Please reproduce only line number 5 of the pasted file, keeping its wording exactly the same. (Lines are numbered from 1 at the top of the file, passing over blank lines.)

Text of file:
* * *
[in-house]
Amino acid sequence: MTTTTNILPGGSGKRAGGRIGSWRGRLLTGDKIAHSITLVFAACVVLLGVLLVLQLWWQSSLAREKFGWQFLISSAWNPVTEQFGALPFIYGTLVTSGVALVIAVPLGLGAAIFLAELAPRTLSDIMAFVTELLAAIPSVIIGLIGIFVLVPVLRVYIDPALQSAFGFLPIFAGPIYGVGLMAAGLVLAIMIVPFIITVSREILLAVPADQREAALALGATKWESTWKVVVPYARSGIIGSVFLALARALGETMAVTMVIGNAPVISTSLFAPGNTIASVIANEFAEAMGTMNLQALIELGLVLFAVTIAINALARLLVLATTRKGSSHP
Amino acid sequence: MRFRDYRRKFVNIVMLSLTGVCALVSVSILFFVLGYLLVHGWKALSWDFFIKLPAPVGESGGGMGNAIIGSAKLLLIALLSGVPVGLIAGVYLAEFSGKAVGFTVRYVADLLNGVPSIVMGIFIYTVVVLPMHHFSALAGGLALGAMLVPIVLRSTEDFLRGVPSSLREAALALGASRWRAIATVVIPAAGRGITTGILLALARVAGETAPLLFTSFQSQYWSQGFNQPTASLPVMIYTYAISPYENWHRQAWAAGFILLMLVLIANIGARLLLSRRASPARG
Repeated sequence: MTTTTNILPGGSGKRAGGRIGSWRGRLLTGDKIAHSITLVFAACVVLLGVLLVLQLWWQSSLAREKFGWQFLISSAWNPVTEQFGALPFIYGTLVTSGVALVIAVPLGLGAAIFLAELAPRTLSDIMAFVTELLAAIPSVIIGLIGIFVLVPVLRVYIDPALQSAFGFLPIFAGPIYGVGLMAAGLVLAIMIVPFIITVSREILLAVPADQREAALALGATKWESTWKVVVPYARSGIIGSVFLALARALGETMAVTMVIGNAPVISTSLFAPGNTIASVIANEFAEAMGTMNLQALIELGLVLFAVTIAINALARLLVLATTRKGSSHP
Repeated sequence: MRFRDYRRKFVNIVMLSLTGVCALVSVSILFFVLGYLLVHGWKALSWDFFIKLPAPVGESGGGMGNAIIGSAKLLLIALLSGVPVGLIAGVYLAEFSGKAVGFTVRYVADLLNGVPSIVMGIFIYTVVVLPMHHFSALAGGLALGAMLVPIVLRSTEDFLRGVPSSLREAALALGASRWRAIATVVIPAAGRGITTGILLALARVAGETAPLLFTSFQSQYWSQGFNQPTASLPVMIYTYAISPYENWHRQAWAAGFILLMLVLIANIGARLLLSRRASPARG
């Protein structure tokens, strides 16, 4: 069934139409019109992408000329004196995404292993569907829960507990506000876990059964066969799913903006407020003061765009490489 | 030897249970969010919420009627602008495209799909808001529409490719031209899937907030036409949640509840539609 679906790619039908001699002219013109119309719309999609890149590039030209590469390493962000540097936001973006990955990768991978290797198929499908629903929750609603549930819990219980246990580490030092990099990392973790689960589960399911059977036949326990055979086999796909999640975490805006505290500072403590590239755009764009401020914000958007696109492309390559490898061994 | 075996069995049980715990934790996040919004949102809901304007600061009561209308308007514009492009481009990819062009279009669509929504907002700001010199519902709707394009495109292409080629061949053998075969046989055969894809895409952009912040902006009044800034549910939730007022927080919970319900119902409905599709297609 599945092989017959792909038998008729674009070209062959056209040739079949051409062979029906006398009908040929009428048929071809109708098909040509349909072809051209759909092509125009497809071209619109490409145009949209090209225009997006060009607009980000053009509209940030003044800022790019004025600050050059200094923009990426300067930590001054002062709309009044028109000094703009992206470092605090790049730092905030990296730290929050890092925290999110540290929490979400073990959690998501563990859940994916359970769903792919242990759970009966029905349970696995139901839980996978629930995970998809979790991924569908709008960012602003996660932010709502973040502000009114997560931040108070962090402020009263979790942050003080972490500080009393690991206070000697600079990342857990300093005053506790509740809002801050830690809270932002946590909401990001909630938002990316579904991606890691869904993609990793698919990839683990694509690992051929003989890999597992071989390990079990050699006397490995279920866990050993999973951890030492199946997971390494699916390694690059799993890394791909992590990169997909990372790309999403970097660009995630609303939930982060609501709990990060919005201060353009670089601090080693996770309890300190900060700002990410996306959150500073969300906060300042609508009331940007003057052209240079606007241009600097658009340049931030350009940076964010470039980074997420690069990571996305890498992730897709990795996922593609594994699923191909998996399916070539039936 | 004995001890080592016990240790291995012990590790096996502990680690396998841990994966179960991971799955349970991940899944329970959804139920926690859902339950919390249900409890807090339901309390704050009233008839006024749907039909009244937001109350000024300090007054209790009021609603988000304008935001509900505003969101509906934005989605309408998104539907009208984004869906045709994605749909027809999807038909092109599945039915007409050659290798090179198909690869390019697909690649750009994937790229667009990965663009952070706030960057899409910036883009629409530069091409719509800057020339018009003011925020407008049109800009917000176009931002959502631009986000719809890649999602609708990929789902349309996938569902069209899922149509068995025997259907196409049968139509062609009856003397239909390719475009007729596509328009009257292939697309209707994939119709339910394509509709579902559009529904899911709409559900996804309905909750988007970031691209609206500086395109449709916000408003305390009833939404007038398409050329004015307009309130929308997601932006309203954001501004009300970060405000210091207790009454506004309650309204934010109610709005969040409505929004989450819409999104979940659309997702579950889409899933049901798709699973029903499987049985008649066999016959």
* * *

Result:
Repeated sequence: MRFRDYRRKFVNIVMLSLTGVCALVSVSILFFVLGYLLVHGWKALSWDFFIKLPAPVGESGGGMGNAIIGSAKLLLIALLSGVPVGLIAGVYLAEFSGKAVGFTVRYVADLLNGVPSIVMGIFIYTVVVLPMHHFSALAGGLALGAMLVPIVLRSTEDFLRGVPSSLREAALALGASRWRAIATVVIPAAGRGITTGILLALARVAGETAPLLFTSFQSQYWSQGFNQPTASLPVMIYTYAISPYENWHRQAWAAGFILLMLVLIANIGARLLLSRRASPARG